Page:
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Courses

  • Environmental, economic, and equity aspects of urban transportation in 21st-century U.S. Expanded choices in urban and regional mobility that do not diminish resources for future generations. Implications for the global environment and the livability of communities.

  • Continuation of CS210A. Focus is on real-world software development. Corporate partners seed projects with loosely defined challenges from their R&D labs; students innovate to build their own compelling software solutions. Student teams are treated as start-up companies with a budget and a technical advisory board comprised of the instructional staff and corporate liaisons. Teams will...

  • Two-quarter project course. Focus is on real-world software development. Corporate partners seed projects with loosely defined challenges from their R&D labs; students innovate to build their own compelling software solutions. Student teams are treated as start-up companies with a budget and a technical advisory board comprised of instructional staff and corporate liaisons. Teams will...

  • Review of root-locus and frequency response techniques for control system analysis and synthesis. State-space techniques for modeling, full-state feedback regulator design, pole placement, and observer design. Combined observer and regulator design. Lab experiments on computers connected to mechanical systems. Prerequisites: 105, MATH 103, 113. Recommended: Matlab.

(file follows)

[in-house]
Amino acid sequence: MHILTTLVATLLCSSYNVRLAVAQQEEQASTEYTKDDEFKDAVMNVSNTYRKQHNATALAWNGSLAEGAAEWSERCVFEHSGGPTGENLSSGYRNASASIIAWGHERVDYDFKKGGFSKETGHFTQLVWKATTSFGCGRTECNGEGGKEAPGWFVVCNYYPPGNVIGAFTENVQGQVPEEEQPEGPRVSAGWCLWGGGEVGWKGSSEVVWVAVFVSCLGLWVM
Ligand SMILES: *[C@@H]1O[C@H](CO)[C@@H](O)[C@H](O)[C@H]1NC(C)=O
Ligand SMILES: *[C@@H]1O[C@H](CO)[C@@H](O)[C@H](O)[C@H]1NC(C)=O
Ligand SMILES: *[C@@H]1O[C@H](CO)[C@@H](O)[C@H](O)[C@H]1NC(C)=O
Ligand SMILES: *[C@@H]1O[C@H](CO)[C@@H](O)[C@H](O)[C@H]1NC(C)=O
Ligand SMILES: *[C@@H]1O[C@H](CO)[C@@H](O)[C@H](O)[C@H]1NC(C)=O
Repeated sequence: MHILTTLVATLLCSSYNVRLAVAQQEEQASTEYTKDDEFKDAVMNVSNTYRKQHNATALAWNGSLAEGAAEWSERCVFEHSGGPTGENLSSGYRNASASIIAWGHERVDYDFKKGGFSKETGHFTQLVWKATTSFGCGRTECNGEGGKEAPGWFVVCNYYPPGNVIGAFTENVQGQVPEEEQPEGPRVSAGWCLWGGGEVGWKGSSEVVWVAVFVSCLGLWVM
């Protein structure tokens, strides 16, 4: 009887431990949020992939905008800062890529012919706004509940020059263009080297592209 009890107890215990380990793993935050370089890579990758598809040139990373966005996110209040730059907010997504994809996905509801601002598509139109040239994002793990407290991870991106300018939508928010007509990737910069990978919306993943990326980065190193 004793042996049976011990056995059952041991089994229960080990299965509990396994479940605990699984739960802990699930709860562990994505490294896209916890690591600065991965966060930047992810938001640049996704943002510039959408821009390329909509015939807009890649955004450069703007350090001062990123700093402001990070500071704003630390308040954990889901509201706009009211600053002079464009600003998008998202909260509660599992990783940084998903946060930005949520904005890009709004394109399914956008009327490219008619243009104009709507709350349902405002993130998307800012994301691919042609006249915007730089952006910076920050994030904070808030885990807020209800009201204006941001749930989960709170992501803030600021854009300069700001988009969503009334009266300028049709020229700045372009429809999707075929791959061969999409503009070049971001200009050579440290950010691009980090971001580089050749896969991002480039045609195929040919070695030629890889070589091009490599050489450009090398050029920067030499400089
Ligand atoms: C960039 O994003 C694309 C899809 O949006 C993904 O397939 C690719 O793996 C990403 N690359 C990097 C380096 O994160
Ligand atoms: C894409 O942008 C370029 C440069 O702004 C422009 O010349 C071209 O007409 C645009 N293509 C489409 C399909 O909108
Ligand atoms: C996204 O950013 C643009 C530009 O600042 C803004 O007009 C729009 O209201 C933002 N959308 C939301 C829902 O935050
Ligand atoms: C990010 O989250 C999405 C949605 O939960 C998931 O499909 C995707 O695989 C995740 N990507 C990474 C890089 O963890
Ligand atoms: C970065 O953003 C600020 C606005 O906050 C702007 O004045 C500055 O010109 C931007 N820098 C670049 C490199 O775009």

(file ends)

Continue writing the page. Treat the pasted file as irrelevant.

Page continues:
• This course will introduce the main concepts of greenhouse gas (GHG) emissions measurement and management, and it will explore the main mitigation options for reducing emissions or sequestering carbon dioxide. It will address technical aspects of GHG mitigation via energy efficiency and demand-side management, energy in high-technology industry, distributed power and co-generation, the role...

  • Design of linear feedback control systems for command-following error, stability, and dynamic response specifications. Root-locus and frequency response design techniques. Examples from a variety of fields. Some use of computer aided design with MATLAB. Prerequisite: EE 102, ME 161, or equivalent.

  • This course will provide in-depth introduction to existing energy storage solutions being used on the electric grid and in vehicles with a primary focus on batteries and electrochemical storage. We will discuss the operating characteristics, cost and efficiency of these technologies and how tradeoff decisions can be made. Special attention will be given to system-level integration of new...

  • Energy is a vital part of our daily lives. This course examines where that energy comes from, and the advantages and disadvantages across different fuels. Contextual analysis of energy decisions for transportation and electricity generation around the world. Energy resources covered include oil, biomass, natural gas, nuclear, hydropower, wind, solar, geothermal, and emerging technologies....

  • Transportation accounts for nearly one-third of American energy use and greenhouse gas emissions and three-quarters of American oil consumption. It has crucial impacts on climate change, air pollution, resource depletion, and national security. Students wishing to address these issues reconsider how we move, finding sustainable transportation solutions. An introduction to the issue, covering...

  • (Formerly 223B) An introduction to the concepts and applications in computer vision. Topics include: cameras and projection models, low-level image processing methods such as filtering and edge detection; mid-level vision topics such as segmentation and clustering; shape reconstruction from stereo, as well as high-level vision tasks such as object recognition, scene recognition, face detection...

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